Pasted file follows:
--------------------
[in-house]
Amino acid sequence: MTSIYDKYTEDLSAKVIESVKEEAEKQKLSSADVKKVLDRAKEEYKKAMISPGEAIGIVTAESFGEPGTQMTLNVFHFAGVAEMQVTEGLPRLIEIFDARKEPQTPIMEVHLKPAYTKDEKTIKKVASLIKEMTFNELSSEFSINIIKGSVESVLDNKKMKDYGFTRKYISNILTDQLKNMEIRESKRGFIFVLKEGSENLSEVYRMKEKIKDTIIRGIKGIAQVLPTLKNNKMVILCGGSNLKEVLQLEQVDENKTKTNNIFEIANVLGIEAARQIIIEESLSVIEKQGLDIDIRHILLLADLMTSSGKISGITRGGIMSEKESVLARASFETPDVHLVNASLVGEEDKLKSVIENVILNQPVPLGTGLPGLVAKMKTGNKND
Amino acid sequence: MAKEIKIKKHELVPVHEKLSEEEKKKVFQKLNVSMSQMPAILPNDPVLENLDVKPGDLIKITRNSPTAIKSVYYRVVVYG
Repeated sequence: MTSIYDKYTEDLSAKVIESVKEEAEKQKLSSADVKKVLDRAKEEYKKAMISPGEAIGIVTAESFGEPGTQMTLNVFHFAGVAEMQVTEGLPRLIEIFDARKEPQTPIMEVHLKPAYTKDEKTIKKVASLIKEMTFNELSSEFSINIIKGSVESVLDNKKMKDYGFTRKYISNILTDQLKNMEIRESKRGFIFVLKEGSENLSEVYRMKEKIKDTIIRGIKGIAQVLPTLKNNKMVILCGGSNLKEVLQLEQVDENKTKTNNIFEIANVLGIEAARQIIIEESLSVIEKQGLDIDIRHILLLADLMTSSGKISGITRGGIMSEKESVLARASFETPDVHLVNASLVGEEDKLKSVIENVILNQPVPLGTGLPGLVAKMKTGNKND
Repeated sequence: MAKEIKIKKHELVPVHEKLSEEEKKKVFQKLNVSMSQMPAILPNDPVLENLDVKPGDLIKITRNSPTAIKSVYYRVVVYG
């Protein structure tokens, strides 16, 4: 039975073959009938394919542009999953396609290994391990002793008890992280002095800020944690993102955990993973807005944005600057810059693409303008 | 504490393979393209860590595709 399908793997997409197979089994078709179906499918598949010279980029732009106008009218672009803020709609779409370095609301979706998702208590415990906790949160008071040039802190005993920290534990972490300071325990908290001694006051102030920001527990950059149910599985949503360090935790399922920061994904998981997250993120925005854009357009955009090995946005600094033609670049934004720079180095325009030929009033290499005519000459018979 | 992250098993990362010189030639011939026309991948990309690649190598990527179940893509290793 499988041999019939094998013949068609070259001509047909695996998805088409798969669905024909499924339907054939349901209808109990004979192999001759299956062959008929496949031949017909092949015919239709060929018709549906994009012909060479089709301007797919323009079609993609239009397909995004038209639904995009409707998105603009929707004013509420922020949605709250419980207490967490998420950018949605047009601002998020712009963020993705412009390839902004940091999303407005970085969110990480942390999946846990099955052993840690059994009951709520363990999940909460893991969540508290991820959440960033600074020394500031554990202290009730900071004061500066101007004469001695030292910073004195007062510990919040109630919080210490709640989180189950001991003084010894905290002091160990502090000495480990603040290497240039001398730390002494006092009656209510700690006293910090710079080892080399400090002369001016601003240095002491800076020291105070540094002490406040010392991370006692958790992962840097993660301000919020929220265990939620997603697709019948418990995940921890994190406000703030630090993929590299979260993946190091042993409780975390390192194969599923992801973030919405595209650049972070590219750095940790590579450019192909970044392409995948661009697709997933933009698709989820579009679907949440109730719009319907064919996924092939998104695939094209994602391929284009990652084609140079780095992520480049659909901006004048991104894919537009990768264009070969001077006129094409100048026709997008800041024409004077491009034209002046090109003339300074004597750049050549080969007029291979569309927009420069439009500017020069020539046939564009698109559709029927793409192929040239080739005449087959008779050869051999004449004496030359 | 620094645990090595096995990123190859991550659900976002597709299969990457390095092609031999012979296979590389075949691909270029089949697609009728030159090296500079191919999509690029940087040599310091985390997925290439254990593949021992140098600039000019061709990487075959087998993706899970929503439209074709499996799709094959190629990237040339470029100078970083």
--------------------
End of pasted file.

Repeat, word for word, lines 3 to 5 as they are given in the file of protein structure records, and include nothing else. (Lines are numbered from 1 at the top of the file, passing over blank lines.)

Amino acid sequence: MAKEIKIKKHELVPVHEKLSEEEKKKVFQKLNVSMSQMPAILPNDPVLENLDVKPGDLIKITRNSPTAIKSVYYRVVVYG
Repeated sequence: MTSIYDKYTEDLSAKVIESVKEEAEKQKLSSADVKKVLDRAKEEYKKAMISPGEAIGIVTAESFGEPGTQMTLNVFHFAGVAEMQVTEGLPRLIEIFDARKEPQTPIMEVHLKPAYTKDEKTIKKVASLIKEMTFNELSSEFSINIIKGSVESVLDNKKMKDYGFTRKYISNILTDQLKNMEIRESKRGFIFVLKEGSENLSEVYRMKEKIKDTIIRGIKGIAQVLPTLKNNKMVILCGGSNLKEVLQLEQVDENKTKTNNIFEIANVLGIEAARQIIIEESLSVIEKQGLDIDIRHILLLADLMTSSGKISGITRGGIMSEKESVLARASFETPDVHLVNASLVGEEDKLKSVIENVILNQPVPLGTGLPGLVAKMKTGNKND
Repeated sequence: MAKEIKIKKHELVPVHEKLSEEEKKKVFQKLNVSMSQMPAILPNDPVLENLDVKPGDLIKITRNSPTAIKSVYYRVVVYG